CHARLOTTE, N.C. Jan. 30, 2014 - Local communities can expect the number and asset size of philanthropic foundations to increase, due to the rise in health care consolidations driven by health care reform. In the past, assets of this kind may have been underused and at times, even undocumented. A new database created by UNC Charlotte researchers can help bridge this gap.
"Health care reform heightens the importance of identifying and maximizing existing community resources," say researchers Sabrina Jones Niggel and William P. Brandon in their report, "Health Legacy Foundations: A New Census," published in the GrantWatch section of the January 2014 issue of Health Affairs. Niggel is a doctoral candidate in Health Services Research in the College of Health and Human Services, and Brandon is the Metrolina Medical Foundation Distinguished Professor of Public Policy on Health and a professor of political science in the College of Liberal Arts & Sciences.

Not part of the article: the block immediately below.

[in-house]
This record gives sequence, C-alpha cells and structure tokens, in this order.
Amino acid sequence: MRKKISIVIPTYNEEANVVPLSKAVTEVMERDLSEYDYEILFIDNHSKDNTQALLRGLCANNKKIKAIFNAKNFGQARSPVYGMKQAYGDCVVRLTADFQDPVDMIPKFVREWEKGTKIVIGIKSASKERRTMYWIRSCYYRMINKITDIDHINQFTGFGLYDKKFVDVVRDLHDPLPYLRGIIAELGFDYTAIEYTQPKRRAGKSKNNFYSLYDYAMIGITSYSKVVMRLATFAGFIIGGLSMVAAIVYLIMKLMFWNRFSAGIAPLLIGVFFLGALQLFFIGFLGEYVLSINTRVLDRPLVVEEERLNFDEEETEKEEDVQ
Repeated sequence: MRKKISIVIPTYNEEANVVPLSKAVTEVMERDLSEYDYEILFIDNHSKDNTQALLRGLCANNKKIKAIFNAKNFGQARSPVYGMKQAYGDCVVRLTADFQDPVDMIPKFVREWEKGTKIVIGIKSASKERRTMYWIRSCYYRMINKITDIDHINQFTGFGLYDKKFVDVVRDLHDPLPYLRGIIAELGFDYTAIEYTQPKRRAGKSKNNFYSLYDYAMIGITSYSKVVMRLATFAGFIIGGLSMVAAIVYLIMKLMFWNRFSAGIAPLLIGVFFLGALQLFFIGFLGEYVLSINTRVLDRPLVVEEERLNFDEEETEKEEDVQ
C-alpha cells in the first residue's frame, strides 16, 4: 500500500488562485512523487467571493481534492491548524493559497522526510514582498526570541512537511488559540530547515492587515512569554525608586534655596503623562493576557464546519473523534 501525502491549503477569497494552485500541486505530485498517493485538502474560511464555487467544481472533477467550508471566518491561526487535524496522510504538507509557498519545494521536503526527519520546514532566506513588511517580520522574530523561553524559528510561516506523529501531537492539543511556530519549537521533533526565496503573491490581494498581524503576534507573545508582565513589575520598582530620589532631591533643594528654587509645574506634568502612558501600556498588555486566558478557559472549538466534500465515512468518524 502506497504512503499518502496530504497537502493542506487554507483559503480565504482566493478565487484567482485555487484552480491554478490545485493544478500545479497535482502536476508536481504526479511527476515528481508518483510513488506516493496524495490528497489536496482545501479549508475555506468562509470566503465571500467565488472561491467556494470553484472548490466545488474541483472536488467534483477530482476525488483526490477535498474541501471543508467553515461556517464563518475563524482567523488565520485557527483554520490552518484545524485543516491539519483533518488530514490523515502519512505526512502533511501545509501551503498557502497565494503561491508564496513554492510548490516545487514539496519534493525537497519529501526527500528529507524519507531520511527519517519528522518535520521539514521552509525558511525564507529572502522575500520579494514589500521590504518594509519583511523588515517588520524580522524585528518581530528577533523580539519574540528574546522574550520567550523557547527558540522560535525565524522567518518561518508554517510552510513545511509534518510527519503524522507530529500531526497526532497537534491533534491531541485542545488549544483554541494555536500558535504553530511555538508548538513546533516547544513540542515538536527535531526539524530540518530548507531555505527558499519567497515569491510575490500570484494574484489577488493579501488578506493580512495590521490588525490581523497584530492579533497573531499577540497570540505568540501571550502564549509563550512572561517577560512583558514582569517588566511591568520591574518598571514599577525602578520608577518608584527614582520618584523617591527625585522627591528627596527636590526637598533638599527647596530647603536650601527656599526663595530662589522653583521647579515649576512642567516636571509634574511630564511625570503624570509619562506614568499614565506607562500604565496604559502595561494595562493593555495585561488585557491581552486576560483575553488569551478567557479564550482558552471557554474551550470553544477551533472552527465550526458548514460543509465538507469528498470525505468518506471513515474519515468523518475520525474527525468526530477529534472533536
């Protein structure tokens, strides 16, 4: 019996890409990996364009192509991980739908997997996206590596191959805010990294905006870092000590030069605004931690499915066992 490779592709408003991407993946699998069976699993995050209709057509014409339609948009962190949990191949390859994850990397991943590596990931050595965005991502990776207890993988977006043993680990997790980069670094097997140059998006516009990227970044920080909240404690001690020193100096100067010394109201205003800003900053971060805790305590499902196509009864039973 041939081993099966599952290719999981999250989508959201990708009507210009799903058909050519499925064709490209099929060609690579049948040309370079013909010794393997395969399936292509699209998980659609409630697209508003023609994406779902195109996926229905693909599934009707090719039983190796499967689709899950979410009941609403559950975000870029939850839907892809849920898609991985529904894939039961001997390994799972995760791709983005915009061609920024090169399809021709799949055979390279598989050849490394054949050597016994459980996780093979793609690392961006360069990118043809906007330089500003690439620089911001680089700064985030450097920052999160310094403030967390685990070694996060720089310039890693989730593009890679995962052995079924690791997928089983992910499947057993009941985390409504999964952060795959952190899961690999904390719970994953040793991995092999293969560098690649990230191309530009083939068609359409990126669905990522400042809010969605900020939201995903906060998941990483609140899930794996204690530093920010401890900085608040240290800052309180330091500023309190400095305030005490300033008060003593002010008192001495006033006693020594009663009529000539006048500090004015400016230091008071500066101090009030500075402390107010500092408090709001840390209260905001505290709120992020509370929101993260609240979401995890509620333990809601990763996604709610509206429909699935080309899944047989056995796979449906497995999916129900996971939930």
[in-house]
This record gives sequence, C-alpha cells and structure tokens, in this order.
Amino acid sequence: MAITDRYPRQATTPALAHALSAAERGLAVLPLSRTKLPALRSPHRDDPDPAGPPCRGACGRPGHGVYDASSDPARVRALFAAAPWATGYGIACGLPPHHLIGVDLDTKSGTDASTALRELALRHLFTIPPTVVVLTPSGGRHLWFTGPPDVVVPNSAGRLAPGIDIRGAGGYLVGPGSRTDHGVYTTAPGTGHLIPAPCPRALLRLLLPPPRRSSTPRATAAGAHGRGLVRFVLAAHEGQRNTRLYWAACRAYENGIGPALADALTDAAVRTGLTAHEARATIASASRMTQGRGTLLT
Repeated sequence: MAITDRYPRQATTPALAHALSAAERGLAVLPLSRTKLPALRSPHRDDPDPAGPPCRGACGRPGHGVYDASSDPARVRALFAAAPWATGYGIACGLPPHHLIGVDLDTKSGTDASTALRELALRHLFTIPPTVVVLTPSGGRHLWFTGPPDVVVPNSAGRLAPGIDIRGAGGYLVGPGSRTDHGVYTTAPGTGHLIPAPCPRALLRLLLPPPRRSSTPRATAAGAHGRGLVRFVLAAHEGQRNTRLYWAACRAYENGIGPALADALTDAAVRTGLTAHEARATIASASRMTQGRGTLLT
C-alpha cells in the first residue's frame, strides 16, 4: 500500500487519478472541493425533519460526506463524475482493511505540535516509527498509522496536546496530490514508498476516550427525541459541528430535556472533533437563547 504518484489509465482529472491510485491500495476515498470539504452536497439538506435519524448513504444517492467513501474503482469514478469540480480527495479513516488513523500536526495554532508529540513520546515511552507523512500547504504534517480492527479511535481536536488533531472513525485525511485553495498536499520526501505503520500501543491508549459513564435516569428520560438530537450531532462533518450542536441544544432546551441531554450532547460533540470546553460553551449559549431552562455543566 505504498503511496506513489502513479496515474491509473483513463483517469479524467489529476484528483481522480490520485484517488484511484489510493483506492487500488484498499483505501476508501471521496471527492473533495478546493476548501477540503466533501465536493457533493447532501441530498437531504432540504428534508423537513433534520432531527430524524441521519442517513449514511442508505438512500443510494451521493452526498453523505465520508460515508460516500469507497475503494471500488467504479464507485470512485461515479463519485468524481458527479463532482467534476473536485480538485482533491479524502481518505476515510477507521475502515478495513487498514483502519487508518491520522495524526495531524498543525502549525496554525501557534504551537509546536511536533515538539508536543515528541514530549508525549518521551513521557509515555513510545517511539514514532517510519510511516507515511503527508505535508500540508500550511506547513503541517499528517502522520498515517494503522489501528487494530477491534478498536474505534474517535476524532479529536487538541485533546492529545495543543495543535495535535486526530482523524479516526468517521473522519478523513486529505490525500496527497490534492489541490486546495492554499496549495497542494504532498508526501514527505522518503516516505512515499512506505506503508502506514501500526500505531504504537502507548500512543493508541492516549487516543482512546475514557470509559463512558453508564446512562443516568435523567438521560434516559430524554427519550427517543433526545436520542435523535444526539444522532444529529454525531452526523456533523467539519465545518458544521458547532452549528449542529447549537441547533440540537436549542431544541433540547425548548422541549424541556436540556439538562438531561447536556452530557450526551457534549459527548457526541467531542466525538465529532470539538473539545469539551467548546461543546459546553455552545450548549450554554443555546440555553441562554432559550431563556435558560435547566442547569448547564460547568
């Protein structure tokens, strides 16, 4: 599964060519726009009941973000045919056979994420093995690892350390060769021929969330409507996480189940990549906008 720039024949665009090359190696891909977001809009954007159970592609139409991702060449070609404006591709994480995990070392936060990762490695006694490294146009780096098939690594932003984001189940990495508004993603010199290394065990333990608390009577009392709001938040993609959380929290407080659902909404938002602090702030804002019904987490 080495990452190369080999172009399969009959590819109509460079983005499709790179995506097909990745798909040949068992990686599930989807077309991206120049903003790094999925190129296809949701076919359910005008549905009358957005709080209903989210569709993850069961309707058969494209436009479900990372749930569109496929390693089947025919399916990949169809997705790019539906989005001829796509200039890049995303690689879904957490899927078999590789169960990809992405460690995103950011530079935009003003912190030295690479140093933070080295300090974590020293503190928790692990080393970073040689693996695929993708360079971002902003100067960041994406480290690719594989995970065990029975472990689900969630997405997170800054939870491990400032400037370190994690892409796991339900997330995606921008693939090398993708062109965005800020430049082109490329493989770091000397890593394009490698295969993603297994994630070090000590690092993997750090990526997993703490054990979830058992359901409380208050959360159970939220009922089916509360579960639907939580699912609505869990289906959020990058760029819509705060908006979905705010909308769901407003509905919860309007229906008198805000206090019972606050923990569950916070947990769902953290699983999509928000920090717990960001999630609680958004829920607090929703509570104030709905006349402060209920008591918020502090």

In their work, they undertook a systematic search for foundations created with proceeds from nonprofit health care sales and other transactions. Information from this search resulted in a comprehensive database with 306 "health legacy foundations" in 43 states. Prior to their research, Grantmakers In Health maintained the only database of these type foundations, listing 155 when they last reported on them in 2009. The new database includes critical information such as location, date established, asset values and grant awards, geographic service areas, and the foundations' tax-exempt status.
The UNC Charlotte researchers' database not only identifies existing resources, it also sets the stage for marking new or newly expanded foundations. Recent times have seen a resurgence in hospital deals, which "likely presages another surge in new health legacy foundations, as did the wave of health care mergers and acquisitions in the early 1980s and mid-1990s," they say. Over the past t
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University of North Carolina at Charlotte